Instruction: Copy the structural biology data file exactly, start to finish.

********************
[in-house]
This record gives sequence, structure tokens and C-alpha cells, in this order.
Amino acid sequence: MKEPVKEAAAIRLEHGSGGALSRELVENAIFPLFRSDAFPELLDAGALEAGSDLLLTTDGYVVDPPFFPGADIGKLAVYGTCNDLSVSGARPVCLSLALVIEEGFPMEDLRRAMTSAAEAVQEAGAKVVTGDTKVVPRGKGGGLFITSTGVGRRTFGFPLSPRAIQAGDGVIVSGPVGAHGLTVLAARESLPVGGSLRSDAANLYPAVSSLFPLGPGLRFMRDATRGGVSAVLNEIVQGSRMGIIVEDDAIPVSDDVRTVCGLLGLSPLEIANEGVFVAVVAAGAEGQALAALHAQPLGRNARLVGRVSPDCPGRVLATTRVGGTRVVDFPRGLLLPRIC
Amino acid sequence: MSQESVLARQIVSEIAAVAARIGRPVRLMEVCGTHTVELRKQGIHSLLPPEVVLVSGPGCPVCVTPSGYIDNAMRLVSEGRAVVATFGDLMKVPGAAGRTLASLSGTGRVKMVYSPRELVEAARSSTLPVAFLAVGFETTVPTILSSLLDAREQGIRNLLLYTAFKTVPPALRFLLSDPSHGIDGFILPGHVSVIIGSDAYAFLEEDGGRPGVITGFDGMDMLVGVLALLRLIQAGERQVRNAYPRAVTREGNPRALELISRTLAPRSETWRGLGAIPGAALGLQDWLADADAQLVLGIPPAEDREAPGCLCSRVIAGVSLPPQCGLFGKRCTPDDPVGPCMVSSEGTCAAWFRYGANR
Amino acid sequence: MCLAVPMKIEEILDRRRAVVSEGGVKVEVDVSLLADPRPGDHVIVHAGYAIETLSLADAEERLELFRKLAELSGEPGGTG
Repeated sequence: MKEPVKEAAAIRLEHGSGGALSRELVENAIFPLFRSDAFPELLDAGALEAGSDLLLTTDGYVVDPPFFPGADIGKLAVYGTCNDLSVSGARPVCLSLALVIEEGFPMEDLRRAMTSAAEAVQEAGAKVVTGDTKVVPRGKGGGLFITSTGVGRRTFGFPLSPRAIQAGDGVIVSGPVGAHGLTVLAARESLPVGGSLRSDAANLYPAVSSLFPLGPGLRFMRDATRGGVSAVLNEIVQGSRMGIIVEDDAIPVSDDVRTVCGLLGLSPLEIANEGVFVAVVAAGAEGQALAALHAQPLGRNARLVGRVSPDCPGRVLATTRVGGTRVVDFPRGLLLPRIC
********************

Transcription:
[in-house]
This record gives sequence, structure tokens and C-alpha cells, in this order.
Amino acid sequence: MKEPVKEAAAIRLEHGSGGALSRELVENAIFPLFRSDAFPELLDAGALEAGSDLLLTTDGYVVDPPFFPGADIGKLAVYGTCNDLSVSGARPVCLSLALVIEEGFPMEDLRRAMTSAAEAVQEAGAKVVTGDTKVVPRGKGGGLFITSTGVGRRTFGFPLSPRAIQAGDGVIVSGPVGAHGLTVLAARESLPVGGSLRSDAANLYPAVSSLFPLGPGLRFMRDATRGGVSAVLNEIVQGSRMGIIVEDDAIPVSDDVRTVCGLLGLSPLEIANEGVFVAVVAAGAEGQALAALHAQPLGRNARLVGRVSPDCPGRVLATTRVGGTRVVDFPRGLLLPRIC
Amino acid sequence: MSQESVLARQIVSEIAAVAARIGRPVRLMEVCGTHTVELRKQGIHSLLPPEVVLVSGPGCPVCVTPSGYIDNAMRLVSEGRAVVATFGDLMKVPGAAGRTLASLSGTGRVKMVYSPRELVEAARSSTLPVAFLAVGFETTVPTILSSLLDAREQGIRNLLLYTAFKTVPPALRFLLSDPSHGIDGFILPGHVSVIIGSDAYAFLEEDGGRPGVITGFDGMDMLVGVLALLRLIQAGERQVRNAYPRAVTREGNPRALELISRTLAPRSETWRGLGAIPGAALGLQDWLADADAQLVLGIPPAEDREAPGCLCSRVIAGVSLPPQCGLFGKRCTPDDPVGPCMVSSEGTCAAWFRYGANR
Amino acid sequence: MCLAVPMKIEEILDRRRAVVSEGGVKVEVDVSLLADPRPGDHVIVHAGYAIETLSLADAEERLELFRKLAELSGEPGGTG
Repeated sequence: MKEPVKEAAAIRLEHGSGGALSRELVENAIFPLFRSDAFPELLDAGALEAGSDLLLTTDGYVVDPPFFPGADIGKLAVYGTCNDLSVSGARPVCLSLALVIEEGFPMEDLRRAMTSAAEAVQEAGAKVVTGDTKVVPRGKGGGLFITSTGVGRRTFGFPLSPRAIQAGDGVIVSGPVGAHGLTVLAARESLPVGGSLRSDAANLYPAVSSLFPLGPGLRFMRDATRGGVSAVLNEIVQGSRMGIIVEDDAIPVSDDVRTVCGLLGLSPLEIANEGVFVAVVAAGAEGQALAALHAQPLGRNARLVGRVSPDCPGRVLATTRVGGTRVVDFPRGLLLPRIC